Column: Nevada students don’t get stories in the paper
We’d always wondered why we weren’t getting dean’s lists from the University of Nevada, Reno.
Well, Teri Vance, our education reporter, found out this week.
It turns out that each college at the university is responsible for its own list. And we rarely hear from any of them.
This means that while Carson City sons and daughters like Sierra Scott, who is on the dean’s list at Webster University in St. Louis, gets an item in the newspaper, those who go to Nevada schools do not, unless a parent gives us a call. This is very frustrating for us because it makes it look like either we’re hiding the information, or that Carson City students aren’t very smart.
Neither could be further from the truth.
In fact, we’ve heard from three Carson City parents in the last week whose students made the dean’s list at UNR. They will be appearing on the education page in coming weeks.
Saw an old friend last weekend at the opening of the new fire station in Sutro.
Central Lyon Fire District Chief Bill Driscoll used to run the East Fork Fire District back when I was covering Douglas County.
The new fire station is a beautiful stucco building off Corral Drive. It contains sleeping quarters for paramedics, a meeting room for the fire district board and a big bay for the fire engines.
My wife, Jenn, thought the beds that fold up into the wall were really cool.
“We could use one of those in the spare bedroom,” she said.
Barbara and Marlin Hancock were in the mayor’s office on Monday as he signed a proclamation declaring April Child Abuse Prevention Month.
The Hancocks belong to the International Order of Foresters, Barbara said.
“The governor signed a proclamation and so has Ray Masayko declaring April Child Abuse Prevention Month in Nevada and Carson City.”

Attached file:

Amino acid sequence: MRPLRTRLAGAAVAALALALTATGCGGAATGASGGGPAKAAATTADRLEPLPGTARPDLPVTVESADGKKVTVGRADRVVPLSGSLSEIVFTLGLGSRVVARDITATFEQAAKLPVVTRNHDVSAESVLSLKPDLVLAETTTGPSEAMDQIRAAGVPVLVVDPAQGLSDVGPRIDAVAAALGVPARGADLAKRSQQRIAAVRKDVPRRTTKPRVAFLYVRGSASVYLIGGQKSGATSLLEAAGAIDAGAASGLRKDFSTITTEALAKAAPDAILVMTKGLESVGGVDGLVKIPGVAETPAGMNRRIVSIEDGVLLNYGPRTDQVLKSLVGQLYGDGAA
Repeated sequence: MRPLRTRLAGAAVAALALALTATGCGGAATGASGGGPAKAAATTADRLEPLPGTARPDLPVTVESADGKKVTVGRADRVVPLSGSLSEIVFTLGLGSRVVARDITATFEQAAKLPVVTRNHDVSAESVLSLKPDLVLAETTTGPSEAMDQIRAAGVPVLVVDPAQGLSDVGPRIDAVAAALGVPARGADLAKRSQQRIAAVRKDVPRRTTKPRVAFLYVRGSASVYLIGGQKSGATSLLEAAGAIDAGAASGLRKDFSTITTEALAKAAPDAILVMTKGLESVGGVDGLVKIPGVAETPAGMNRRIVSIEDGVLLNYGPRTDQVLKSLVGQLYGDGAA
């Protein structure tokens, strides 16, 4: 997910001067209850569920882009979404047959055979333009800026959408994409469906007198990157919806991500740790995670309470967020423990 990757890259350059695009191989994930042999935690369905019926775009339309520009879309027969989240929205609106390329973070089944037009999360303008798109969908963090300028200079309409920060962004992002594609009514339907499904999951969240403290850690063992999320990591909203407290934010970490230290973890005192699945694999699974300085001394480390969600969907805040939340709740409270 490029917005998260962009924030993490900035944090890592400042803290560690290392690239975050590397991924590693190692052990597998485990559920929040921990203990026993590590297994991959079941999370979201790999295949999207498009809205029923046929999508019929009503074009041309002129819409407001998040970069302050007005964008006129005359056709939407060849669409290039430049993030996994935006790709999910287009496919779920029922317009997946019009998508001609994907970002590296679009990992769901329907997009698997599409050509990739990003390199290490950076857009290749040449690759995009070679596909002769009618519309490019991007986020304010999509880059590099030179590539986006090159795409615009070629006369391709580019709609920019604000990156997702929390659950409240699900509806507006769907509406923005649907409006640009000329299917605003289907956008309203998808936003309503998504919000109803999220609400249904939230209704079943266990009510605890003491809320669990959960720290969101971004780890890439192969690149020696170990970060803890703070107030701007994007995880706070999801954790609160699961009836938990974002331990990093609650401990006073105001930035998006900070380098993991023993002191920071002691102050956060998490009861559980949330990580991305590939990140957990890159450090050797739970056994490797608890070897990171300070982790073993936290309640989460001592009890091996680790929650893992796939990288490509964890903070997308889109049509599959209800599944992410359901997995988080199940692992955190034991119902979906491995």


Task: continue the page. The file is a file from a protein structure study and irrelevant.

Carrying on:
The Foresters are a sponsor of the Children’s Miracle Network.
“It was nice they signed the proclamation,” Barbara said.
I’m in possession of some old plans and posters found by a Carson man, who didn’t want his name in the paper.
He said he tried to hand them over to the state but that he was told they didn’t want them.
“How are we going to preserve our history if no one wants it?” he said.
I don’t know, and I don’t know what I’m going to do with the documents.
Suzy Stockdale, Tony Anderson and I had a long talk about addicts and drug abuse in Carson City.
Stockdale is a partner in Stockdale & Krum down in Carson Valley and is involved in several important issues. She was in Carson to deliver the news that the Carson Treatment Center had received a whopping $27,500 grant. However, she didn’t bring the check, because of the tornado in Texas last week. Apparently the Smallwood Foundation, which provided the grant, is based in Texas and was on the wrong end of a tornado.
Back on topic, Anderson said the drug treatment program is presently running an 85 percent success rate, almost double the national rate.
“We’re a really specialized program,” he said. “We’re not limited, but we reach out to people with substance abuse problems.”
Anderson, a social worker at the center, said you can’t tell an addict or alcoholic by looking at one.
“There is a lot of misconceptions about the typical alcoholic or addict,” he said. “Most come from all different walks of life.”
Mark Jacoby called to say the Playboy Bunnies raised $1,600 last Friday for the JayCees annual Easter Egg Hunt.
“That’s the most money we’ve every raised in one night,” he said.
The big egg hunt is April 23.
I took a walk down to the Carson River on Friday morning to take a picture. It was quiet except for the sound of rushing water. The river is pretty full down in Dayton and it was nice to walk a little while in the solitude and get away from it all.
It’s a place I can return to when things get a little hectic in the office.
Kurt Hildebrand is the assistant managing editor of the Nevada Appeal and is heading back down to the river. You can reach him at 881-1215 or e-mail at Appeal@Tahoe.com